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Dublin: 19 °C Thursday 31 July, 2014

EU to double Ireland’s funding for homeless services like soup kitchens

Socialist Party MEP Paul Murphy said the increase is welcome but it is still too low considering the scale of poverty across the EU.

The Capuchin Day Centre in Dublin.
The Capuchin Day Centre in Dublin.
Image: Michelle Hennessy/TheJournal.ie

THE EUROPEAN PARLIAMENT has voted in favour of a funding package that provides support for homeless services in member states, with a focus tackling food poverty.

The parliament has now signed off on the Fund for the European Aid to the most deprived package with Ireland’s funding increasing from €1.5 million  a year to €3 million per annum.

Speaking to Karen Coleman of EP Radio today, Labour MEP Emer Costello, who led the team that put together the report the parliament voted on today, said the fund will help organisations dealing with people who are “living on the margins”.

She said the parliament made the programme a “people centred programme”. “They made sure that this programme is about reaching out to people and helping their reintegration back into society,” she said.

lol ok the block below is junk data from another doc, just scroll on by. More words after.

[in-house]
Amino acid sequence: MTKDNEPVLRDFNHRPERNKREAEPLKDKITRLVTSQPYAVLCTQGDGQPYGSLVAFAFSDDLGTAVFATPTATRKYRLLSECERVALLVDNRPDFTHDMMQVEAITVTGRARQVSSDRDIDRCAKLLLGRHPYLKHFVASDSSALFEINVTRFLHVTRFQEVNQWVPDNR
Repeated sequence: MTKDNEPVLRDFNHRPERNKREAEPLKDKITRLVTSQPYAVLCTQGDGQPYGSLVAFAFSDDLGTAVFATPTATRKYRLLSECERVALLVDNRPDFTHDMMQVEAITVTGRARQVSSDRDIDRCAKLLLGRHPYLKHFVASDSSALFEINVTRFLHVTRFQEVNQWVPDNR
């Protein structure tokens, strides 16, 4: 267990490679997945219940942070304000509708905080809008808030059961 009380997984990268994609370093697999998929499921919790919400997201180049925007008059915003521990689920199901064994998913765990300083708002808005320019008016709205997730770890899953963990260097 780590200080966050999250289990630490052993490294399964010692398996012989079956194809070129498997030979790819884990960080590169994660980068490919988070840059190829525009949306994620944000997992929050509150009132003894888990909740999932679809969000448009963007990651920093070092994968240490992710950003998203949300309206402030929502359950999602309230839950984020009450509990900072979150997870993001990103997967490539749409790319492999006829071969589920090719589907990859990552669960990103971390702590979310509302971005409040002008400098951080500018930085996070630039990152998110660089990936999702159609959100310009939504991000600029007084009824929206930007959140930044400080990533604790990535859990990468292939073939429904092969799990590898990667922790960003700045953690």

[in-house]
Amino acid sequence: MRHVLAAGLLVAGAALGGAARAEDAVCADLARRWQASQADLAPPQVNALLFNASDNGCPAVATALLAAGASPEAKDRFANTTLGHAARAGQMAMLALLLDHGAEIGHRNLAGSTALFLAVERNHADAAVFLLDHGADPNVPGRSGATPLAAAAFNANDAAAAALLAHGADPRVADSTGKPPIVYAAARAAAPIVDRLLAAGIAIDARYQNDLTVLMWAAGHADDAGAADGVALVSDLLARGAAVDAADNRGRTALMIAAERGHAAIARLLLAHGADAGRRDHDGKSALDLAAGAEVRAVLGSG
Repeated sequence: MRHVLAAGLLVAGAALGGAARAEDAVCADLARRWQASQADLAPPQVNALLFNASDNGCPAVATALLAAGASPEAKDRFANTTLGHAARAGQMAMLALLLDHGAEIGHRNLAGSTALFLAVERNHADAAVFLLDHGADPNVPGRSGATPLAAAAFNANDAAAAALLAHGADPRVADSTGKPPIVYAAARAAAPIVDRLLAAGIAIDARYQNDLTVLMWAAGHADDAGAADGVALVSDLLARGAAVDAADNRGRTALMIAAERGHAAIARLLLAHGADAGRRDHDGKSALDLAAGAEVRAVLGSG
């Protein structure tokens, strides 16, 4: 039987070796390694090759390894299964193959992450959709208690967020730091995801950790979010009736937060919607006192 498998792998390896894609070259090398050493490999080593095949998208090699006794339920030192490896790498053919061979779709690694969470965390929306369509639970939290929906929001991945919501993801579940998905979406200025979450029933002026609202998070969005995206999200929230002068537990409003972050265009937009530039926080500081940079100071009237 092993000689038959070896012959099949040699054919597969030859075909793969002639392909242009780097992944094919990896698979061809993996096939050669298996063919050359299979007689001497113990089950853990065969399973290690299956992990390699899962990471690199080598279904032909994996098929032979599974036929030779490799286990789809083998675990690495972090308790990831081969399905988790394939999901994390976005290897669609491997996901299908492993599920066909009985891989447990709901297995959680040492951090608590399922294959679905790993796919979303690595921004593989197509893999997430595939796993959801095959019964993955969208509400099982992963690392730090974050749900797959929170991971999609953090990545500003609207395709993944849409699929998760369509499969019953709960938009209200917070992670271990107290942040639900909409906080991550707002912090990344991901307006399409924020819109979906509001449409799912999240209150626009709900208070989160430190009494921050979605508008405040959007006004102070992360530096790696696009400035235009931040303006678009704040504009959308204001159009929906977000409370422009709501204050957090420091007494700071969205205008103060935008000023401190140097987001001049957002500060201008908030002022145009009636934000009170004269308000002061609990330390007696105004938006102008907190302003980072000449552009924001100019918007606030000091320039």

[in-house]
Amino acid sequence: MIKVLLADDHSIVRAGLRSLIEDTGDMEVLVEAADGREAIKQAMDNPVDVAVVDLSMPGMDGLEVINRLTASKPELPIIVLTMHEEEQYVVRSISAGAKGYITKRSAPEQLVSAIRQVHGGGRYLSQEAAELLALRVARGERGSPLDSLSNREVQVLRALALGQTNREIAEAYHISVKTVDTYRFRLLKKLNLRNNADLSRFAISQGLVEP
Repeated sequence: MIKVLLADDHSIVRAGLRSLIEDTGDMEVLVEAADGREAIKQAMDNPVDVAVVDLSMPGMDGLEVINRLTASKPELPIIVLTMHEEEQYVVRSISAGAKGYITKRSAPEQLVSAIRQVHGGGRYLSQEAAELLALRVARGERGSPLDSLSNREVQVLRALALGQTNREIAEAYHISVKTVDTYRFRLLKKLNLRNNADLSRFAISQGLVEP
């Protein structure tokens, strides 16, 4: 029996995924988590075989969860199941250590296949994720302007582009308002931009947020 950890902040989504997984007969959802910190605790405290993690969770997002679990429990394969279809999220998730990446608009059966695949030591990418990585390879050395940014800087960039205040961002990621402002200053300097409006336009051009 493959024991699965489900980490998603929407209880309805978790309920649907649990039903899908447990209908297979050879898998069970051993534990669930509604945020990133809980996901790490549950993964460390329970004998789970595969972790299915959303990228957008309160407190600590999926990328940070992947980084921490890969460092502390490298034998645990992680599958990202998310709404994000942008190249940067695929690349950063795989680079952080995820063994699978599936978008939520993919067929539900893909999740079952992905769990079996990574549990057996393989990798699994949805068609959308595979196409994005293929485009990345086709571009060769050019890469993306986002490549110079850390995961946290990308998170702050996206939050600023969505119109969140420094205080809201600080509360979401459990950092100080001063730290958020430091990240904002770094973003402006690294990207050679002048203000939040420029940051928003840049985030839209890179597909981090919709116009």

Costello said the increased funding for Ireland will be ” hugely valuable” to organisations, especially for those like the Capuchin Day Centre in Dublin which provides hot meals and food packages.

“And we know that so many organisations are particularly stretched because unfortunately there is an increased demand for the services of these organisations,” she added.

Better than nothing

Socialist Party MEP Paul Murphy, who voted in favour of the package, said it is “better than nothing but much more is possible”.

He pointed out that the level of funding is low compared to the scale of the problem with 44.5 million people in Europe “severely materially deprived in 2011″.

Meanwhile poverty across Europe is rising rapidly. According to an Oxfam report, an additional 25 million people could be at risk of poverty by 2025 . The report also correctly points the responsibly of austerity for that increase, with the EU as a driving force, for this rise in poverty. At the same times the profits of major corporations is increasing.

“This allows the most deprived to some crumbs off the table,” he added. “Its better than nothing, but much more is necessary and much more is possible. It means breaking with neoliberal austerity and having real public investment.”

The full interview with Emer Costello can be heard here.

Read: Behind the scenes as the Capuchin Day Centre prepares to feed 500 people>

Read: New Twist soup kitchen opens in Sligo>

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